Secondly, why is this news? It is not because it is unusual for 26 people to be killed by gun shots in a day. In 2011 there were 8,583 deaths from guns in the U.S. That averages, over a 365 day year, to about 24 a day, so this was a pretty average day. It's just that it coincidentally happened in just one spot.

Friday, December 14, 2012

NASA Working on Warp Drive

NASA is currently working on a warp drive -- thanks to recent work by physicists Miguel Alcubierre and Harold White. Once developed, we could be in Alpha Centauri in two weeks tops. See How NASA might build its very first warp drive. For the more technicially minded, here is White's paper:  Warp Field Mechanics 101.

Thursday, December 13, 2012

Christmas songs

On the subject of Christmas songs here's "Rudolph The Red-Nosed Reindeer" with a little bit of a different twist to it.

Wednesday, December 12, 2012

The Creepy Christmas Song

It seems that everywhere I turn these days someone is writing about the song, "Baby It's Cold Outside."  The song is a duet sung as a conversation: one party to the exchange is bent on seduction while the other resists. The song was first presented to the public in the 1949 motion picture, Neptune's Daughter. The film actually featured two performances of the song: one by Ricardo Montalbán and Esther Williams and the other by Red Skelton and Betty Garrett. It won the Academy Award for best song that year.

The problem is that in this time of date rape and Rohypnol, some question the appropriateness of the song, especially at Christmas time.  After all, the woman protests, "I simply must go", "The answer is no", "I've got to go home", and the guy persists -- exactly the opposite of what they teach you in the workplace harassment seminars.   And he uses every weapon in the arsonal:  appeals to her safety and well-being, flattery and utltimately guilting her ("What's the sense of hurtin' my pride?" "How can you do this thing to me?").  And the "Say, what's in this drink?" line has its own obvious problems.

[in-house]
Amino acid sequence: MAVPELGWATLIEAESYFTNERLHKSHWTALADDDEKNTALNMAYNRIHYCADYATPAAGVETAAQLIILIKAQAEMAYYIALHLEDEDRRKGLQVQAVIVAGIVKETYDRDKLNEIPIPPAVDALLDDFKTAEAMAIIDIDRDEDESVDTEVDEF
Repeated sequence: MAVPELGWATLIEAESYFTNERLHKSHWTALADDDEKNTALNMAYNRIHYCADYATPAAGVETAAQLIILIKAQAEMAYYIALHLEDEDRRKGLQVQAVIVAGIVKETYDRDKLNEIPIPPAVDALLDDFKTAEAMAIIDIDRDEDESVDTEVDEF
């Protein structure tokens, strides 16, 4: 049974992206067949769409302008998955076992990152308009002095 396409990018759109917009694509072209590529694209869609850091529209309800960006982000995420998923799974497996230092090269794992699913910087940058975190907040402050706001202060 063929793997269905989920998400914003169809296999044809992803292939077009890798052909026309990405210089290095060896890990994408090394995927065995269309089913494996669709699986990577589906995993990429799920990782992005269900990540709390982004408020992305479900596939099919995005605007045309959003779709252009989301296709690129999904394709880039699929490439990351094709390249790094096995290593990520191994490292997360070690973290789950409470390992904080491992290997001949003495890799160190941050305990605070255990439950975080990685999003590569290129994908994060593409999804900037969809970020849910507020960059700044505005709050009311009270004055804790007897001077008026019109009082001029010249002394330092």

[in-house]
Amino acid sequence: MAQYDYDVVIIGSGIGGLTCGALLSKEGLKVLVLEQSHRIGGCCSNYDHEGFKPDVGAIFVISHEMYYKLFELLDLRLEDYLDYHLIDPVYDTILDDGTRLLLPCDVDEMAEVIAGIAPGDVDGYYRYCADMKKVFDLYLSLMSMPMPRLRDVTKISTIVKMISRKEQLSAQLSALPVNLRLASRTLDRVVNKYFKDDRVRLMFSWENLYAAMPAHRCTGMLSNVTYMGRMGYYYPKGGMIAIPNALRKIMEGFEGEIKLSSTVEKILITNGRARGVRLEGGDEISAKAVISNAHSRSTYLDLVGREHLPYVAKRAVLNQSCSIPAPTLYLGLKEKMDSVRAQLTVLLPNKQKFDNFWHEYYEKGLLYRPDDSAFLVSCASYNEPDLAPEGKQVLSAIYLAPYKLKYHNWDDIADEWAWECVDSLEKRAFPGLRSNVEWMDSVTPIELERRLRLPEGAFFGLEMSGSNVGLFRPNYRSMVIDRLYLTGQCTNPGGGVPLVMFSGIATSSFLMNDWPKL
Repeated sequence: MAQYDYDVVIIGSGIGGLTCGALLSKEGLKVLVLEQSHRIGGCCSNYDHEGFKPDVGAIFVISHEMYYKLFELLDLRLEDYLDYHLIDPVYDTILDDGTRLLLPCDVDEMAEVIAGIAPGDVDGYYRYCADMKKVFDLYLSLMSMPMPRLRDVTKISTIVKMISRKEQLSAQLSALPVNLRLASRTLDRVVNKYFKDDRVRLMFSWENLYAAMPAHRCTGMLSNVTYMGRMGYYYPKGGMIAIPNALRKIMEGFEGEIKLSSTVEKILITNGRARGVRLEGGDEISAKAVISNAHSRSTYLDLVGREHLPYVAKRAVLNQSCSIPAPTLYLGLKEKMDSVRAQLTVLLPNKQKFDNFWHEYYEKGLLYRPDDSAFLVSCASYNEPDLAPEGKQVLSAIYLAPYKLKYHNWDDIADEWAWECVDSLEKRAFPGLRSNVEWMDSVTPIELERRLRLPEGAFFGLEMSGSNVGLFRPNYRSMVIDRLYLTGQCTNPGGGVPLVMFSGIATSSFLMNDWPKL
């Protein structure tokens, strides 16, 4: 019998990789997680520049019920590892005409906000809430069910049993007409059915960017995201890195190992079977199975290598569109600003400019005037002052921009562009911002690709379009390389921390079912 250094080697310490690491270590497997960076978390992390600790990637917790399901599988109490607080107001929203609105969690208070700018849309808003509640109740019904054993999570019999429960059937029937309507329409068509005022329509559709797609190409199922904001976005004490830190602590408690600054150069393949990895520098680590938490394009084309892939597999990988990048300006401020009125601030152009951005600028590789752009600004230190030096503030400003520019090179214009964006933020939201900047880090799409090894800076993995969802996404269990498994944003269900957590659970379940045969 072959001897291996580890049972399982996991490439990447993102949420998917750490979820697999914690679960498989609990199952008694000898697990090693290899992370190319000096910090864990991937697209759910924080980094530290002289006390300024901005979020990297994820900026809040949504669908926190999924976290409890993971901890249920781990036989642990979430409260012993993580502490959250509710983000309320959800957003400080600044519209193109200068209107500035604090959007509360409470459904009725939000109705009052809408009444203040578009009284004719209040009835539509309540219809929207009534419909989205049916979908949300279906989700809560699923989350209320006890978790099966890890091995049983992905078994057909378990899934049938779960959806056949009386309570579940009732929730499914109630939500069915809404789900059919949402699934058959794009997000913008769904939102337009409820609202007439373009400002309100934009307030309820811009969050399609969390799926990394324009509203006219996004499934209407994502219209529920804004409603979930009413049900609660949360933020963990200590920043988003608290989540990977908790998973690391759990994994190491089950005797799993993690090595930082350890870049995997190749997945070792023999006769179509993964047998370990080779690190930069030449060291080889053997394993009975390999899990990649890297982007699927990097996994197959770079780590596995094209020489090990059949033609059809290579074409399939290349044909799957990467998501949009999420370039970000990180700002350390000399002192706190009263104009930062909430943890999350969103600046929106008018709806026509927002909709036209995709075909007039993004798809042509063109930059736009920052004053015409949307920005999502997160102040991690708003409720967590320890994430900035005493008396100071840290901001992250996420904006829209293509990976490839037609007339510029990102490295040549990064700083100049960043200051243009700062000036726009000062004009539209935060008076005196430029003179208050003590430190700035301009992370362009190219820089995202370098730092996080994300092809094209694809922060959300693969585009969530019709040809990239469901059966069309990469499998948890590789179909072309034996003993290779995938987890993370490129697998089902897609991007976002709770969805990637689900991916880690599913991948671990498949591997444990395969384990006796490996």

Stephen Deusner of Salon doesn't approve. Is “Baby, It’s Cold Outside” a date-rape anthem? Alyssa Broda of PolicyMic says This Song is About Sexual Harassment. And Eleanor Barkhorn and Ashley Fetters of The Atlantic want to re-write the lyrics.  How to Redeem 'Baby, It's Cold Outside': Fix the Lyrics.

Well, in spite of it all, it's a pretty clever song -- and you can decide for yourself if it's creepy or not.  Is she putting up a token protest, or does she really want to leave?

First, here are the two versions from Neptune's Daughter:

And a more recent version from Glee:

And, finally, if you just want the lyrics:  

Saturday, December 8, 2012

More Things You Shouldn't Teach Your Children

In a previous post I offered the view that the sad state of religion today has been severely abetted, if not principally caused, by teaching religion to children. I want to expand that to other areas.

It's not unusual to spread lies to our children in many areas, but typically they are corrected when the child becomes an adult. From Santa, to George W. never telling a lie, to Columbus discovering America, we later teach them the fine distinctions of what first was presented as simple truth.

The reason religion is such a problem area is that, while we may take advance math or history, ninety-nine per cent of us never take advanced religion. As I said earlier, we get stuck with the child view.

But while it is pervasive in things religious, it causes problems in other subjects too. Unless you are a college physics major, you most likely have not been taught, and will not be taught any physics that has been developed since 1865! Yes, 1865. Imagine all the lies this fills us with. Thank goodness this is not true for other areas of science.